The Defence Science and Technology Laboratory (Dstl) hosts an international conference supporting global efforts to eliminate chemical weapons.
25 May 2016 - The destruction of chemical weapons is a high priority under the Chemical Weapons Convention (CWC). The 19th Chemical Weapons Demilitarisation (CWD) Conference, to be held in London on 25-27 May, will provide an opportunity for experts from all over the world to discuss their progress and co-operation in eliminating chemical weapons, and the technical challenges that remain. This year, Foreign and Commonwealth Office Minister Tobias Ellwood will deliver a keynote address at the conference.
The CWD conferences have been held annually around the world since 1998, shortly after the CWC came into force, banning chemical weapons. This year’s event will be attended by the Director-General of the Organisation for the Prohibition of Chemical Weapons (OPCW), Ambassador Ahmet Üzümcü, and representatives from the USA, Japan, the People’s Republic of China, and several other countries.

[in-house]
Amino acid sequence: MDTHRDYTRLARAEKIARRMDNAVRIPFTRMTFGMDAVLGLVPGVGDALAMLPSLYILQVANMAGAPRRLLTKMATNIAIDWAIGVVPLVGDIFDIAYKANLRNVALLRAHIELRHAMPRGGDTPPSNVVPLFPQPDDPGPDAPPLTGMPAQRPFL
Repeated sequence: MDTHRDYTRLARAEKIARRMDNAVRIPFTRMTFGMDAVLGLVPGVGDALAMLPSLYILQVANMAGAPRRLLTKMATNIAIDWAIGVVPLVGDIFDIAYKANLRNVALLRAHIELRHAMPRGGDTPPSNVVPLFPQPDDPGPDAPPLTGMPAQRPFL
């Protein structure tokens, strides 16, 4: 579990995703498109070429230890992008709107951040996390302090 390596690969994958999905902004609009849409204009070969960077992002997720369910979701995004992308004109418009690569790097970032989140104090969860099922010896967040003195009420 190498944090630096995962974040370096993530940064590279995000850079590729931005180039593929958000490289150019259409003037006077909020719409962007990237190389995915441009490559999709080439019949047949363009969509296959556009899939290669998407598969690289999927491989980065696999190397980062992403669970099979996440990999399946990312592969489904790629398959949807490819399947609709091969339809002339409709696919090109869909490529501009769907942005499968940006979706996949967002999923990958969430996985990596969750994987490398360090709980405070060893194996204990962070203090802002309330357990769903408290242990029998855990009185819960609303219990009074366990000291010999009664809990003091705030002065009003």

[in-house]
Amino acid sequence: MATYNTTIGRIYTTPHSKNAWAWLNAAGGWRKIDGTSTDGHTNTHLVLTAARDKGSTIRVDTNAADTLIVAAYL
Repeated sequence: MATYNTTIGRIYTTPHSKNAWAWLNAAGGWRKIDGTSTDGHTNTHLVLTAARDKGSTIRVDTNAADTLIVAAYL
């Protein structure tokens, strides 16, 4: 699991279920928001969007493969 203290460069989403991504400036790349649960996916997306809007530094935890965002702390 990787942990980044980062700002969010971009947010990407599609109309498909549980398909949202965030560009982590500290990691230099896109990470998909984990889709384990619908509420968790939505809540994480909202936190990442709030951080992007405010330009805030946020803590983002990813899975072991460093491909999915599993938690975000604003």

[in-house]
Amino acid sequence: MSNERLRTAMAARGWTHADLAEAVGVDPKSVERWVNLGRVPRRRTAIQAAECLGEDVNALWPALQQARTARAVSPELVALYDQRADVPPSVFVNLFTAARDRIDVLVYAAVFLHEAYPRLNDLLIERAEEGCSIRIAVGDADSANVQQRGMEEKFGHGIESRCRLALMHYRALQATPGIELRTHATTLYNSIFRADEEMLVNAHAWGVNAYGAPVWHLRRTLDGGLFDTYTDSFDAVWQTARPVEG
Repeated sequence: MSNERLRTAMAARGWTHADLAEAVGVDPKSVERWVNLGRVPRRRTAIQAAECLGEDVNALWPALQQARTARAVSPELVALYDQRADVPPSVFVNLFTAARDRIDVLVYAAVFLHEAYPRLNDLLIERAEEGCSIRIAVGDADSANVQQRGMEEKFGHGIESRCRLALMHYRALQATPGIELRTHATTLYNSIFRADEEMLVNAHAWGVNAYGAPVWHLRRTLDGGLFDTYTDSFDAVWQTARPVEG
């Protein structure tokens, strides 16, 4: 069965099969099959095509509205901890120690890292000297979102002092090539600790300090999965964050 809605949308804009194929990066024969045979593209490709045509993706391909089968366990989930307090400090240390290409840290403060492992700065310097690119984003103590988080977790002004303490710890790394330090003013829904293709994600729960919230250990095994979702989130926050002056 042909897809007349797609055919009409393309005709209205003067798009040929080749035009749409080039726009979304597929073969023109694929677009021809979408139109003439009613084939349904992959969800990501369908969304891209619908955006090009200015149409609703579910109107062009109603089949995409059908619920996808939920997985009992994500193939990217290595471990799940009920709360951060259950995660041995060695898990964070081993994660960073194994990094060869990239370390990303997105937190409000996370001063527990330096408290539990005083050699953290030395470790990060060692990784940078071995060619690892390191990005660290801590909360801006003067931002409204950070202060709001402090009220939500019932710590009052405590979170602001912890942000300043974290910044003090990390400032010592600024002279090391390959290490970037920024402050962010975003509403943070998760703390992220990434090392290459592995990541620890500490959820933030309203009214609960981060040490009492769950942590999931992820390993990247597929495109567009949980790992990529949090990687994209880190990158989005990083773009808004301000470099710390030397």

Discussions will focus on the progress made by national CWD programmes, destruction technologies, and the technical challenges of carrying out destruction in unusual and demanding circumstances such as those in Syria. Participants will also look at explosive detonation technology, chemical safety and security, recovery of chemical weapons from rivers and seas, and innovative technologies.
Ambassador Ahmet Üzümcü, Director-General of the OPCW, said:
“A priority for the CWC is to complete the elimination of chemical weapon stockpiles. We are now moving into the final phase of this work, with over 92% of the world’s declared stockpiles now destroyed. The focus of international efforts will then move to preventing the re-emergence of chemical weapons. The OPCW is already planning for this, but we still have a number of important challenges to overcome before we can reach this stage.
“I welcome the important role that the CWD Conference continues to play in supporting international efforts to destroy chemical weapons, and contributing to our shared goal of a world free of chemical weapon threats.”
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Source: Gov.uk (Contains public sector information licensed under the Open Government Licence v3.0.)